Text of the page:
“At best, we're poised for modest enrollment growth for the next few years,” Levitt said.
Still, having insurance is not the end of all health worries, as Republicans are quick to point out. “People have Washington-mandated coverage, but they still can’t afford to get care,” said Sen. John BarrassoJohn BarrassoMcAuliffe: I wouldn't want a 'caretaker' in Kaine's Senate seat Goonies, Pokemon and ‘transsexual shake’ speak to raucous scene at convention GOP passes rules vote over outcry from Trump opponents MORE (R-Wyo.), a leading ObamaCare antagonist.
High deductibles — the amount one has to pay before insurance kicks in — in ObamaCare plans have been at the center of the debate.
A Commonwealth Fund study called the deductibles and out-of-pocket spending limits under the most popular ObamaCare plans “daunting.”
The deductible for a silver-level ObamaCare plan, the most popular, is $2,951, according to the study, compared to $1,217 for the average employer-sponsored plan.
Still, ObamaCare enrollees with lower incomes are eligible for extra financial help that dramatically lowers these out of pocket costs.
One of the main worries, though, is that while there are heavy subsidies to encourage low-income people to sign up, there is less financial help to entice middle-class people.
The courts and Congress loom as well. While major changes appear unlikely before a new president takes over, lawmakers could keep chipping away at a range of unpopular ObamaCare taxes.
The lawsuits are not over either. A case brought by House Republicans arguing President Obama overstepped his authority in making certain payments under the health law is working its way through the lower courts.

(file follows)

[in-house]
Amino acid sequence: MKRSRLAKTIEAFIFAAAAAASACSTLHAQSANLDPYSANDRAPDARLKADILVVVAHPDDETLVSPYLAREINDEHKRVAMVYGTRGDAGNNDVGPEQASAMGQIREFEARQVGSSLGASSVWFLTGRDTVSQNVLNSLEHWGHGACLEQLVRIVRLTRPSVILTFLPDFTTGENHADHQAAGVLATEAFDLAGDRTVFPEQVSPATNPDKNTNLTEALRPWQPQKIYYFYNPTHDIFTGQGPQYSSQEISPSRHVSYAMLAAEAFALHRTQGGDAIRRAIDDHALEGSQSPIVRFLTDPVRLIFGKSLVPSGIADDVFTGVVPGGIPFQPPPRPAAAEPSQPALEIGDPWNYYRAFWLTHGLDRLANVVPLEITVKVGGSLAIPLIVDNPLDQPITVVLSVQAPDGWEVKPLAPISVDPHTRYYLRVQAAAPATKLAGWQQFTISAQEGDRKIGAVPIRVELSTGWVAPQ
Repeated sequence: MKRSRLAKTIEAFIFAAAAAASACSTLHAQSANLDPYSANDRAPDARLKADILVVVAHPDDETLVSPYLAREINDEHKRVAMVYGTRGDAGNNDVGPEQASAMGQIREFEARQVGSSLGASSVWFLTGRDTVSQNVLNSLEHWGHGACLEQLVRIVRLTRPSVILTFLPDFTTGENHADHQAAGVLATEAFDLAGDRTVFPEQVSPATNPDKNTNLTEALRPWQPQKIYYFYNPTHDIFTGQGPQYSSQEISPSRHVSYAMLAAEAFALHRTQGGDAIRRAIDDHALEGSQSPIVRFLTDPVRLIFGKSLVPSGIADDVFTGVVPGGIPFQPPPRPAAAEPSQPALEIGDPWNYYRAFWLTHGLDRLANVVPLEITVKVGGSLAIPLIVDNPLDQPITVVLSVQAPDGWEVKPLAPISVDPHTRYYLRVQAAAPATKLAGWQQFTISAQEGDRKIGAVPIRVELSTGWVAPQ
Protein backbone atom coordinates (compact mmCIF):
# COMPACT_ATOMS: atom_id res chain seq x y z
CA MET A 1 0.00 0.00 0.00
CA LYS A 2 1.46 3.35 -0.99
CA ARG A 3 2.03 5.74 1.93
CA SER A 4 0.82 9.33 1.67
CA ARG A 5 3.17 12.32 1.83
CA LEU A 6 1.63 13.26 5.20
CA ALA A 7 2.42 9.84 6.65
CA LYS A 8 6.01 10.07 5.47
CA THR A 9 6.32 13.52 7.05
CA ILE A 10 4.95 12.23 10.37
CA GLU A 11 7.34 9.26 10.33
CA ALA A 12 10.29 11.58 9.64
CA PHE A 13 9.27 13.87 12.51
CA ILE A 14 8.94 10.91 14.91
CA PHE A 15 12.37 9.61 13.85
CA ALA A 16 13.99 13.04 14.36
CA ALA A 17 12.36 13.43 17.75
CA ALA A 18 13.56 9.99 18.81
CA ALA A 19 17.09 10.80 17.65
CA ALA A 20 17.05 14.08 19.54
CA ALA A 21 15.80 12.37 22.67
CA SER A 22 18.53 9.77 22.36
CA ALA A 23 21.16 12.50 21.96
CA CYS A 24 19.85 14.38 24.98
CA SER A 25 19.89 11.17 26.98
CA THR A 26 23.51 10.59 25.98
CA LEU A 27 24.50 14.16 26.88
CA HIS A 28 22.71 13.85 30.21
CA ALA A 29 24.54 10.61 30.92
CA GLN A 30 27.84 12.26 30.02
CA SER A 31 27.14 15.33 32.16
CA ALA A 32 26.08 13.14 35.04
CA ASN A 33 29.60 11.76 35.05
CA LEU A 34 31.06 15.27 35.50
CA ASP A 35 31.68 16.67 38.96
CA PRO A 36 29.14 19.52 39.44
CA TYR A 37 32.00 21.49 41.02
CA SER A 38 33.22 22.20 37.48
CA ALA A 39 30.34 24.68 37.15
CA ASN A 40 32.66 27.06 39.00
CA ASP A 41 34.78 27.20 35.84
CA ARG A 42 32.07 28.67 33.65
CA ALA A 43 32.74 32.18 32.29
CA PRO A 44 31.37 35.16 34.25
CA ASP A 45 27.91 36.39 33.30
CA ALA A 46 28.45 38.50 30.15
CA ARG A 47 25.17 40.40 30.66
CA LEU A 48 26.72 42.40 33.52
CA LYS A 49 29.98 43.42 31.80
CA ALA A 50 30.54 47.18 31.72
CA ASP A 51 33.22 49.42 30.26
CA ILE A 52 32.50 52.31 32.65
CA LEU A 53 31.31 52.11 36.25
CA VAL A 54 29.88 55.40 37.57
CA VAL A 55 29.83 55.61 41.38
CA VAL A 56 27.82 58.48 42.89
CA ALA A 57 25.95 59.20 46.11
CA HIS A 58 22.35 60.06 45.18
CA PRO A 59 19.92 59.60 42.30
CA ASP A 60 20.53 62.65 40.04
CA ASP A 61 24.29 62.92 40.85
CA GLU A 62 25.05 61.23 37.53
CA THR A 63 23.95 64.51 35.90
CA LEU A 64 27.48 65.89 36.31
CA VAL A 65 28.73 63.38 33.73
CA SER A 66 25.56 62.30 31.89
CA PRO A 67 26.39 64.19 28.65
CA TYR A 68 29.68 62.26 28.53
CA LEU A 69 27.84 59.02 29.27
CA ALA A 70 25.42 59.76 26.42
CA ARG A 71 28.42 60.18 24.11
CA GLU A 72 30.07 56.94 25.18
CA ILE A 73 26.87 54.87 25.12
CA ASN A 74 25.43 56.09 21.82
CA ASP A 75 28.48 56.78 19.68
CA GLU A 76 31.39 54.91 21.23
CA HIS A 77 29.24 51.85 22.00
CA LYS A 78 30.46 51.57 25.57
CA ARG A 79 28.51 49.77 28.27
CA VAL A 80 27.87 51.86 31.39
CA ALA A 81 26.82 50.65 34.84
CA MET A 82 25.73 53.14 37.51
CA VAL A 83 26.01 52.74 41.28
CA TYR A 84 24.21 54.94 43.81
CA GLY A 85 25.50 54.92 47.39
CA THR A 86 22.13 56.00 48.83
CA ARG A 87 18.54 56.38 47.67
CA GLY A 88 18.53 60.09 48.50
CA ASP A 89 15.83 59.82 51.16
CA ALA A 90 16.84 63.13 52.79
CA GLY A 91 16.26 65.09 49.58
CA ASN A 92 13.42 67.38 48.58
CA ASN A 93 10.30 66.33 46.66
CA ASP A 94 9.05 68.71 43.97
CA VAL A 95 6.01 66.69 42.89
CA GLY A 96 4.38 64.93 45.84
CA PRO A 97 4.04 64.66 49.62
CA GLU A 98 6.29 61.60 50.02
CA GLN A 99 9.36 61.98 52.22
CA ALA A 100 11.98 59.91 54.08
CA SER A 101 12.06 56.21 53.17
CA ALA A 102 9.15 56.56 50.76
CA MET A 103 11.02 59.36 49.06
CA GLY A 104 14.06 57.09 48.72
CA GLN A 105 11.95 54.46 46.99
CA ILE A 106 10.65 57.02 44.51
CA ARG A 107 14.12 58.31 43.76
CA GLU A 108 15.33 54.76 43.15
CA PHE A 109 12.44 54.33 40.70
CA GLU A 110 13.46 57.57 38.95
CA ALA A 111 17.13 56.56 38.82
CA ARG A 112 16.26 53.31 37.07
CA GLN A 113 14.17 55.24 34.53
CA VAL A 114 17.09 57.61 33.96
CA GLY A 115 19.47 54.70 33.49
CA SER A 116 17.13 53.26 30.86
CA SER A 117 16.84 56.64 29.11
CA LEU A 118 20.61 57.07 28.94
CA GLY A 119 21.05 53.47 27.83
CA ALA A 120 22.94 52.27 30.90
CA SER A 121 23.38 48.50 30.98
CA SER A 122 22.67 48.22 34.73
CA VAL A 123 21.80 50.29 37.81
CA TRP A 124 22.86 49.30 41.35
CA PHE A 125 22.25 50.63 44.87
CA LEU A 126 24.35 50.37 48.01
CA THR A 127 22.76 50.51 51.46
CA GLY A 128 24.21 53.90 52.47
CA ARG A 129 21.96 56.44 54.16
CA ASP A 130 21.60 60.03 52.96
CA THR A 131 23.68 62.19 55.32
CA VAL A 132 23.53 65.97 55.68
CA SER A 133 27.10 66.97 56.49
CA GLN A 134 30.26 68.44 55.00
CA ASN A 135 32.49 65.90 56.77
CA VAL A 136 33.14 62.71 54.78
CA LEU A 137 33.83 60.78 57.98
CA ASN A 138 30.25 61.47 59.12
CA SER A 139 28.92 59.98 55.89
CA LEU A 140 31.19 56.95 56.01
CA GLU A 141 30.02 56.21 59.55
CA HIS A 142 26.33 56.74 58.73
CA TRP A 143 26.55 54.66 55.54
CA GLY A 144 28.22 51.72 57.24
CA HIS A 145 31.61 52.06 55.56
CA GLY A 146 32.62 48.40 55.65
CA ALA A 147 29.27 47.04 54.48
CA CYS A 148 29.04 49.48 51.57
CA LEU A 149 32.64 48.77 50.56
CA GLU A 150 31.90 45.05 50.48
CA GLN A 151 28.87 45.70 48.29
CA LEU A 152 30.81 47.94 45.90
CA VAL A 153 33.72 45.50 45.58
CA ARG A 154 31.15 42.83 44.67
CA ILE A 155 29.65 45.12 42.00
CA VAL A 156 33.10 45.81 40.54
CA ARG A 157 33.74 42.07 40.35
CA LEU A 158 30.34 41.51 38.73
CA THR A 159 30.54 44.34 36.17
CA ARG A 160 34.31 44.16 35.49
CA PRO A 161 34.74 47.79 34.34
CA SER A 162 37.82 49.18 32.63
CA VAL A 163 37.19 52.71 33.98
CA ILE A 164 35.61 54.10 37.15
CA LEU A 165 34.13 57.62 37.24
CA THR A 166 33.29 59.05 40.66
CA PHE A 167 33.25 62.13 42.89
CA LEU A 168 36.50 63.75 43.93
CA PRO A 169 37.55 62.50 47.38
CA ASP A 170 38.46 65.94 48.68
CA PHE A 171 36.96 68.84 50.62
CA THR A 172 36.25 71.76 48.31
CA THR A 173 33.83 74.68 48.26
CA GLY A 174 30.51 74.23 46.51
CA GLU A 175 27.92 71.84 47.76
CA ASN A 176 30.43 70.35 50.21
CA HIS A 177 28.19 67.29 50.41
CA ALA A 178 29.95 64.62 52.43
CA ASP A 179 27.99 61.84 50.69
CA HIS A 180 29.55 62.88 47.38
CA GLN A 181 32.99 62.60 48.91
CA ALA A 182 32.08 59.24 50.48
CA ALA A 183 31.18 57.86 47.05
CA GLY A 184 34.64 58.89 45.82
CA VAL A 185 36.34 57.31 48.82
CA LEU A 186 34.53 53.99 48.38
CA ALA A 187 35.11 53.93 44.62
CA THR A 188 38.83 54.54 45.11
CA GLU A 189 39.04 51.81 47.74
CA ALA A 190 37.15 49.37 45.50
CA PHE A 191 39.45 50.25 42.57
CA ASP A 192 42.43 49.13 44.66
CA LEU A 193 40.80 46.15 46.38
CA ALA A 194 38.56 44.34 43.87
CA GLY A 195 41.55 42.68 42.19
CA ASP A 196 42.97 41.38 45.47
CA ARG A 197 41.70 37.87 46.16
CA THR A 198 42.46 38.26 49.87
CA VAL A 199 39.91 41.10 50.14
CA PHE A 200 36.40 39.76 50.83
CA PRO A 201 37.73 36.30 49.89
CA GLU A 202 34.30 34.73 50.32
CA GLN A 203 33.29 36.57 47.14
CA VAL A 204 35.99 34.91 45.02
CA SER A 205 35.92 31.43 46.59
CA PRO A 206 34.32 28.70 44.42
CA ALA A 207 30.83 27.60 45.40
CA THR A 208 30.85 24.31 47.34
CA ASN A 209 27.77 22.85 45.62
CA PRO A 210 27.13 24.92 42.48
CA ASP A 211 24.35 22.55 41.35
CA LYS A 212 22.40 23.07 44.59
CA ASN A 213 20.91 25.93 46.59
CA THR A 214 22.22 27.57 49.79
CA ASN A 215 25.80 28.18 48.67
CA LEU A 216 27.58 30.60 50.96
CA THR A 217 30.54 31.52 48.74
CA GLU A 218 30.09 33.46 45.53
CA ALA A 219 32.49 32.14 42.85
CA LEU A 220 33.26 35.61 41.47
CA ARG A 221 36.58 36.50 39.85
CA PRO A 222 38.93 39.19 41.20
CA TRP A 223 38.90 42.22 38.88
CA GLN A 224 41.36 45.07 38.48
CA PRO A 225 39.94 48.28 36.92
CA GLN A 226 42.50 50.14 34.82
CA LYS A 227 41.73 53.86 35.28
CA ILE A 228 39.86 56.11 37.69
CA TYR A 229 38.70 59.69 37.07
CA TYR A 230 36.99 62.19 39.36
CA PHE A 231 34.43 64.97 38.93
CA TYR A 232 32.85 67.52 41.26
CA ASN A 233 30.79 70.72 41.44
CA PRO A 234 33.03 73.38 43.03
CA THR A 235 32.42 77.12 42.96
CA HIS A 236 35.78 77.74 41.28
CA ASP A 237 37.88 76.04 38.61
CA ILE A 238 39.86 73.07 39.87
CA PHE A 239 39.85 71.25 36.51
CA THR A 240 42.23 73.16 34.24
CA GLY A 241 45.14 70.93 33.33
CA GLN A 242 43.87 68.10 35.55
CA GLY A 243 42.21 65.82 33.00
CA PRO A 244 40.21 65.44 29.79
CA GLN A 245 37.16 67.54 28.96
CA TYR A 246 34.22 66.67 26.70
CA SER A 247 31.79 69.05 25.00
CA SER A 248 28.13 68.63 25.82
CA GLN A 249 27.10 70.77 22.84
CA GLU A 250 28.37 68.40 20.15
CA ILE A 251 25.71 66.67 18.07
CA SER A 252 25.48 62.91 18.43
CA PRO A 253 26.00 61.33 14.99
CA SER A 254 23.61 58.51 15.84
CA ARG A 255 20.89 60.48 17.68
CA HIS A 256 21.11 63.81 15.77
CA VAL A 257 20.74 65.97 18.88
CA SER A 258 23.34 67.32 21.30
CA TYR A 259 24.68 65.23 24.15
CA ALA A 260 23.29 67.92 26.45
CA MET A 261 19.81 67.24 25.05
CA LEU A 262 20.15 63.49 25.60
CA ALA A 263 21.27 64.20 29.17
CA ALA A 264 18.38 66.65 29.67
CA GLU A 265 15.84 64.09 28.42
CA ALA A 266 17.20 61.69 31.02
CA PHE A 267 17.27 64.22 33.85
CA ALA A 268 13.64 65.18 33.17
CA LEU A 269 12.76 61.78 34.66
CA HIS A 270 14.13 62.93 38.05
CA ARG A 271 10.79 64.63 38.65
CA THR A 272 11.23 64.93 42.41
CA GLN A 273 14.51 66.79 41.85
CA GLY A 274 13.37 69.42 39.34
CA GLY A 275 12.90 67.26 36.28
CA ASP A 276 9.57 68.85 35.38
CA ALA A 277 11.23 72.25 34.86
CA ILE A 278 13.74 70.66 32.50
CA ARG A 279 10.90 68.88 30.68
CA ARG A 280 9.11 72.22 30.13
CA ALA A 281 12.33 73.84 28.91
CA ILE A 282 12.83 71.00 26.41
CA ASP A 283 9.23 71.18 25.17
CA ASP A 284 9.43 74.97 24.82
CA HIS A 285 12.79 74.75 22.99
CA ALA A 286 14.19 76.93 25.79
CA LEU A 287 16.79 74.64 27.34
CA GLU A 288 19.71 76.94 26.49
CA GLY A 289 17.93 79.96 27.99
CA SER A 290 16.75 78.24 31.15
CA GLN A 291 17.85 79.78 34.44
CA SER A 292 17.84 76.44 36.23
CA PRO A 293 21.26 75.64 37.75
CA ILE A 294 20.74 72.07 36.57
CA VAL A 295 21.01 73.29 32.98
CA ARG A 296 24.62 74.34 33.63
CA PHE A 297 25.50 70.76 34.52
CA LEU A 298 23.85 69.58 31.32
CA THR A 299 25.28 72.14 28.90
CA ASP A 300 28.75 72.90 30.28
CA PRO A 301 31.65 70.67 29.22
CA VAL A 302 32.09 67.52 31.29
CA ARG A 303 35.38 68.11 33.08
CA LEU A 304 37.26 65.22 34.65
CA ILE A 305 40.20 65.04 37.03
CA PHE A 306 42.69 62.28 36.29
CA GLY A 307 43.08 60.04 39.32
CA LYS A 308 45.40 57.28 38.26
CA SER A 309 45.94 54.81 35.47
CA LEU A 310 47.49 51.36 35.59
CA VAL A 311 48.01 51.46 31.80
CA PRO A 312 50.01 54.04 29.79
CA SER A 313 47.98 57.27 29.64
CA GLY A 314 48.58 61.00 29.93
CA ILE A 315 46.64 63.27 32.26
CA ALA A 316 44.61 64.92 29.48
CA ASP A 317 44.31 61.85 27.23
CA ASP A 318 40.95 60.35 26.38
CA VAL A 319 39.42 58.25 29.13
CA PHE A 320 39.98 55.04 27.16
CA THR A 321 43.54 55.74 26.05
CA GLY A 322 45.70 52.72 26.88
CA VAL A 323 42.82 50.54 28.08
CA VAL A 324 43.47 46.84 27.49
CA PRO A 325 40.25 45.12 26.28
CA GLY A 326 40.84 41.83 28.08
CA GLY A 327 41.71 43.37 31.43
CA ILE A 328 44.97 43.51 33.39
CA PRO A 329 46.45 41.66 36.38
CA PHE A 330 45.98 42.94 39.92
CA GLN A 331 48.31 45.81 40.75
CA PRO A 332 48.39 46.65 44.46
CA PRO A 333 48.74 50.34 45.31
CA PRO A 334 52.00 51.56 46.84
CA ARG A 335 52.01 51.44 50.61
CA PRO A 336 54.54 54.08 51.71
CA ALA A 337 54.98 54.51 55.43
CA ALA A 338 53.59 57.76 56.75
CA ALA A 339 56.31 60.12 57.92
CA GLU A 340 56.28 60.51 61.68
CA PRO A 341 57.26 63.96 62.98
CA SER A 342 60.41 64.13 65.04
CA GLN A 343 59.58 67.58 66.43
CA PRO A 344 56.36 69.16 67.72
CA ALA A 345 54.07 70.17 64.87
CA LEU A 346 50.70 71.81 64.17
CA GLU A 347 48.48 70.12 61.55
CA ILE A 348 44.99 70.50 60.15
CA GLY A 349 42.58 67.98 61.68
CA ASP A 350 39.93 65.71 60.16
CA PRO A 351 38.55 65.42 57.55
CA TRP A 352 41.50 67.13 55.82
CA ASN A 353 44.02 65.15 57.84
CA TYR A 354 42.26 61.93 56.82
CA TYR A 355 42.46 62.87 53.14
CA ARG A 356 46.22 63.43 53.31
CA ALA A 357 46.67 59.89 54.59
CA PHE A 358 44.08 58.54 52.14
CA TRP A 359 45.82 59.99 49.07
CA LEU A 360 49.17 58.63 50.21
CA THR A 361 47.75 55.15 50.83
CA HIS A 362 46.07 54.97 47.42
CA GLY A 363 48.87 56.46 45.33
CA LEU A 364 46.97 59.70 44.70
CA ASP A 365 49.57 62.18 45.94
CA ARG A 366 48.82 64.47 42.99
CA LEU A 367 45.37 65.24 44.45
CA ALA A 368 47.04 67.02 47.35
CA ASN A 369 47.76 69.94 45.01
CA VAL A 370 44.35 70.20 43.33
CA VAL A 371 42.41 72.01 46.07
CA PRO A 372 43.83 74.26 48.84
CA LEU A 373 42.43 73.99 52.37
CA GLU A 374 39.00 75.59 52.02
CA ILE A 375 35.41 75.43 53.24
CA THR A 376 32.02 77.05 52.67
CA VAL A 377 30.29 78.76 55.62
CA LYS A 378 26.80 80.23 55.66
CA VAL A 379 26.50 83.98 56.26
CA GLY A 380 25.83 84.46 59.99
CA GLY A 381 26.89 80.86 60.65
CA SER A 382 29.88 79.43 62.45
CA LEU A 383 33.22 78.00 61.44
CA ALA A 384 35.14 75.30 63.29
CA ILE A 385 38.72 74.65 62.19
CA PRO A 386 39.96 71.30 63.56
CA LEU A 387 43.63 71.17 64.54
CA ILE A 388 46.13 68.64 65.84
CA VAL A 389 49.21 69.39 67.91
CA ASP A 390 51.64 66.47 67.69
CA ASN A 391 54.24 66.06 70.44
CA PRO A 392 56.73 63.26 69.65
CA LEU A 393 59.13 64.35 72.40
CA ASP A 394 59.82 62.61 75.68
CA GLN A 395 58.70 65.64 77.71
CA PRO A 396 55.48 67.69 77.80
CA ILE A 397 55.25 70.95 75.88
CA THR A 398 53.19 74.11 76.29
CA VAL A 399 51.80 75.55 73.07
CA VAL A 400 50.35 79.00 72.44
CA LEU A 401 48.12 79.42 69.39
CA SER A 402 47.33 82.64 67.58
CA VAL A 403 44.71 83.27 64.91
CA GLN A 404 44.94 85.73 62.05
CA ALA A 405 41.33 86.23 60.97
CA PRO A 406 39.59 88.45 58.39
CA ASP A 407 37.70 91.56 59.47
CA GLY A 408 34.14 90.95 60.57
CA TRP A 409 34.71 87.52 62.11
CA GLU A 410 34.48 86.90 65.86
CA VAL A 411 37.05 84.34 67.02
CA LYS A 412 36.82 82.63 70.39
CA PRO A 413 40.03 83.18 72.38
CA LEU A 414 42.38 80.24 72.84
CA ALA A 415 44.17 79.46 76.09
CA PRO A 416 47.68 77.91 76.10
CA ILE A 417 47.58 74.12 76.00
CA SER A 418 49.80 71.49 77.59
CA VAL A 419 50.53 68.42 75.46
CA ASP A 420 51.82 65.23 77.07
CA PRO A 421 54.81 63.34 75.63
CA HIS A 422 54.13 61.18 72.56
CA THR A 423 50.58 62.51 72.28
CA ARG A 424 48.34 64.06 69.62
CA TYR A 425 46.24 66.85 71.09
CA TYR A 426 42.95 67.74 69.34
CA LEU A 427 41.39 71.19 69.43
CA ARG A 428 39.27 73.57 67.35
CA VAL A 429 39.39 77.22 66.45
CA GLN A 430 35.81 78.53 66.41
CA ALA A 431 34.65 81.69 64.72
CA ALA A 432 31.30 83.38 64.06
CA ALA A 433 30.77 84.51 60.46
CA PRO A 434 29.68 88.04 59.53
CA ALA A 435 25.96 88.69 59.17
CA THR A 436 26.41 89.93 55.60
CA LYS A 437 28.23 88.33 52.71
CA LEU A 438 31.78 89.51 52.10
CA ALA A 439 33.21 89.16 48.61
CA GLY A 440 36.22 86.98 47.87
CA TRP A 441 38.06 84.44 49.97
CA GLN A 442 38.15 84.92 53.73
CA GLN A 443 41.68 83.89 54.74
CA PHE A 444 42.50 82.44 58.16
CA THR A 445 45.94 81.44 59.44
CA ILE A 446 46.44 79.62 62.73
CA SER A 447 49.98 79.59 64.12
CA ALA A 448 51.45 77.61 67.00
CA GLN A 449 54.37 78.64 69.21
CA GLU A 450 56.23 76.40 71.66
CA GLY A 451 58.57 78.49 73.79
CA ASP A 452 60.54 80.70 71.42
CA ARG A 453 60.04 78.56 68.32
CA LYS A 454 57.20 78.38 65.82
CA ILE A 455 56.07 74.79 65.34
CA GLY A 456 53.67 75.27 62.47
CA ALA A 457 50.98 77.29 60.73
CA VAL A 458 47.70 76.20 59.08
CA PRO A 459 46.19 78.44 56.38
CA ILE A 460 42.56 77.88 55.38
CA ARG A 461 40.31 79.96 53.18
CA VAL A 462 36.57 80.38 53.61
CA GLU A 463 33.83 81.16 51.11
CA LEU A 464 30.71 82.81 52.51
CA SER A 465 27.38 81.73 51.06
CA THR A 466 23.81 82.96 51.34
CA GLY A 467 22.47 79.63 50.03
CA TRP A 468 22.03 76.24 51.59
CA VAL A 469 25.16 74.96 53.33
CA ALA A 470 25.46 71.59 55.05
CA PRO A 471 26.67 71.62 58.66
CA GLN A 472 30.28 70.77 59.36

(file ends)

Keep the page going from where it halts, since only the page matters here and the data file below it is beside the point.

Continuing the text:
Premiums also climbed faster this year as insurers adjusted to a mix of ObamaCare enrollees that was sicker and more costly than they expected. Still, premiums were about 15 percent lower than expected in the first year of the law, meaning that much of the growth is just catching back up to the initial projections.
“Plans are still covering individuals that have very serious and chronic conditions that come at a very high cost,” said Clare Krusing, spokeswoman for America’s Health Insurance Plans, the insurer trade group.
United Healthcare sent out shockwaves in November when it announced that it might pull out of the ObamaCare marketplaces in 2017 because it was losing money.
But several other insurers pledged their commitments to the marketplaces in the wake of that announcement, and the latest numbers from the administration show enrollees appearing to get younger and healthier, partly because the penalty for lacking insurance is growing.
“If enrollment continues on the path it is now, I'd be very surprised if any major insurers dropped out in 2017,” Levitt said.
Insurers and health experts alike say that the long-term answer is to contain rising healthcare costs, the proverbial bending of the cost curve.
It is still an open question how far ObamaCare can go in that regard to cut down on the roughly 30 percent of healthcare spending that is considered just to be waste.
But ObamaCare has at least made a start by setting in motion a range of projects that seek to transform healthcare payments from rewarding quantity to rewarding quality.
Those programs are continuing despite lawmakers last month successfully delaying another of the law's cost-control measures, the "Cadillac tax" on high-cost insurance plans.
Kocher, the former White House adviser, said he has seen a “tsunami of interest” from doctors in setting up Accountable Care Organizations spurred by the law, which are groups of doctors that coordinate care and are paid based on the quality of outcomes for patients.
He argued the new incentives are making a lasting change in the way the healthcare system will work.
“I think that’s unstoppable,” he said.